The most important factor in getting good performance is understanding
the run-time efficiency of the algorithms you are calling (and writing).
This document makes an effort to give the run-time efficiency for
various functions but you are encouraged to take a look at
and get an understanding of things yourself. This is a deep subject in
that many algorithms performs well on smaller sets of data, but not
larger, and vise-versa.
As an example, the
lstrip() command removes whitespace at the
beginning of a string. Here is an example that uses
lstrip() to check
// as the first non-whitespace at the start of a string:
lstrip(x); bool comment = x.startsWith("//");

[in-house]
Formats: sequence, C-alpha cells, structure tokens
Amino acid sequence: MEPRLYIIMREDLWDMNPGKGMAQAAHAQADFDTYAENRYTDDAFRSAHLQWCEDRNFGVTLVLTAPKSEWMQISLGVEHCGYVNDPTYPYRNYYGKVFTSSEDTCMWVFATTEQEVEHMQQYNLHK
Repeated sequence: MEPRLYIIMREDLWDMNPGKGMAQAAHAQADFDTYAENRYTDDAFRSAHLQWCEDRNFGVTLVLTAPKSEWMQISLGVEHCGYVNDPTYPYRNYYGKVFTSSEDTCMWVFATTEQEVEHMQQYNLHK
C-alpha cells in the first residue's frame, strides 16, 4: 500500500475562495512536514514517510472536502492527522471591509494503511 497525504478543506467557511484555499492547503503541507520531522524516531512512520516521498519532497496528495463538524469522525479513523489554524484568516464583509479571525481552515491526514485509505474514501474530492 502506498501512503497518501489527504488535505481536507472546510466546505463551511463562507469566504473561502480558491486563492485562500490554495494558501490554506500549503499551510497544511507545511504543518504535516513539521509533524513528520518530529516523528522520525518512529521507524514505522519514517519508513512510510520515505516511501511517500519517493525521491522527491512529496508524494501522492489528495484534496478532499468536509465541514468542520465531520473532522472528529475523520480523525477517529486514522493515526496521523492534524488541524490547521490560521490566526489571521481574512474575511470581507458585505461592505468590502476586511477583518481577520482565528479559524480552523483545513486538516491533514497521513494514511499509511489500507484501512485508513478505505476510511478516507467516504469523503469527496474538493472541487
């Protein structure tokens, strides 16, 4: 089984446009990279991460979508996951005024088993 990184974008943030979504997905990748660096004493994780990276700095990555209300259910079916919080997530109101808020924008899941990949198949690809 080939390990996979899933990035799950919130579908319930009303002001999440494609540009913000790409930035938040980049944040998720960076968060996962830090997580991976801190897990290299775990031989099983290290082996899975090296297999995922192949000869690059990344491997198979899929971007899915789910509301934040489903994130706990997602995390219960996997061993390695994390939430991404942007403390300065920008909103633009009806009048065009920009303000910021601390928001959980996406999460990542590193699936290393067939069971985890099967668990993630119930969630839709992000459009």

Due to string structure, this will involve doing a
string contents to remove the whitespace gap. On a larger string, this
could be slow.
There are a number of ways to do get the same answer as the code above
while avoiding the
memmove. For example, you could use the
(const char*) conversion function and do the check yourself:
const char* cstr = (const char*)x; while ((*cstr == ' ') || (*cstr == '\t')) ++cstr; bool comment = (*cstr == '/') && (*(cstr+1) == '/');
Now the routine will probably run faster if there is a large amount of
text behind the first non-whitespace character. Things are not so
simple though. For starters, the code took a large readability hit.
Even if I took the time to comment the above code well, its still
tougher to read. Another problem is that the chances of having a bug in
the second code is higher. Finally, if we had more whitespace
characters in our set than just space or tab, the simple
testing line would start eating into the performance. The
lstrip() function handles the same situation much better (look at
the code if you are curious as to how).